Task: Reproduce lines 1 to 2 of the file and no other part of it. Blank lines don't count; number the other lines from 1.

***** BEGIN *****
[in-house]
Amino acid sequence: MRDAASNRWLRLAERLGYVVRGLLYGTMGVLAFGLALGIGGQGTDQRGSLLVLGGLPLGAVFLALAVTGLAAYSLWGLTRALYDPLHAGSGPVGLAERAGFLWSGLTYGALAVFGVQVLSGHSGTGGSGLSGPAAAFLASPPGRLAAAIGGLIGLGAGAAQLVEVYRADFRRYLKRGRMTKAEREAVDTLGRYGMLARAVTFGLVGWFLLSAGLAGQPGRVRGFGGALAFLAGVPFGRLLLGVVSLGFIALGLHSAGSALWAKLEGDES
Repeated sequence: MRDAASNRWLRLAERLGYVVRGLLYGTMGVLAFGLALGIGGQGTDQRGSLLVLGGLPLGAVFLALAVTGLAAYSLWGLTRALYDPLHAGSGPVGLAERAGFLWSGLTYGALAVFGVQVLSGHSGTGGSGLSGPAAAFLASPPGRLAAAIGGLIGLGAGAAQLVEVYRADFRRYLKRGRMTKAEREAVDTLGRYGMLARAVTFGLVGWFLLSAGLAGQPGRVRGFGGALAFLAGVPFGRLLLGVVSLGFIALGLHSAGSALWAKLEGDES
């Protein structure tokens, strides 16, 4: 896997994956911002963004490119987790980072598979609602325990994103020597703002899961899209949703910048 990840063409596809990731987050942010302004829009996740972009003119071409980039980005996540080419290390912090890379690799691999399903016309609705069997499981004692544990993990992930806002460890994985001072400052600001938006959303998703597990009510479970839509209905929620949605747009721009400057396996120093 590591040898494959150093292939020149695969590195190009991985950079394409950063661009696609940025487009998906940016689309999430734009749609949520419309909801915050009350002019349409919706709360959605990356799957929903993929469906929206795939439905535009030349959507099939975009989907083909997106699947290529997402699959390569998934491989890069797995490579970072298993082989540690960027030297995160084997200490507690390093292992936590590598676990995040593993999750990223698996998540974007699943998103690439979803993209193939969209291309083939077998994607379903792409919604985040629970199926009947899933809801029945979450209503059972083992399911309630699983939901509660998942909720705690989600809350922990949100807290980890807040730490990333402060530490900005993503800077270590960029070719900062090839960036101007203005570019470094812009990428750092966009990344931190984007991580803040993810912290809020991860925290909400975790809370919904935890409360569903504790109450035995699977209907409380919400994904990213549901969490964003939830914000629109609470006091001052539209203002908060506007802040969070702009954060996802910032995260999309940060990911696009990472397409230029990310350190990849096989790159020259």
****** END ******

[in-house]
Amino acid sequence: MRDAASNRWLRLAERLGYVVRGLLYGTMGVLAFGLALGIGGQGTDQRGSLLVLGGLPLGAVFLALAVTGLAAYSLWGLTRALYDPLHAGSGPVGLAERAGFLWSGLTYGALAVFGVQVLSGHSGTGGSGLSGPAAAFLASPPGRLAAAIGGLIGLGAGAAQLVEVYRADFRRYLKRGRMTKAEREAVDTLGRYGMLARAVTFGLVGWFLLSAGLAGQPGRVRGFGGALAFLAGVPFGRLLLGVVSLGFIALGLHSAGSALWAKLEGDES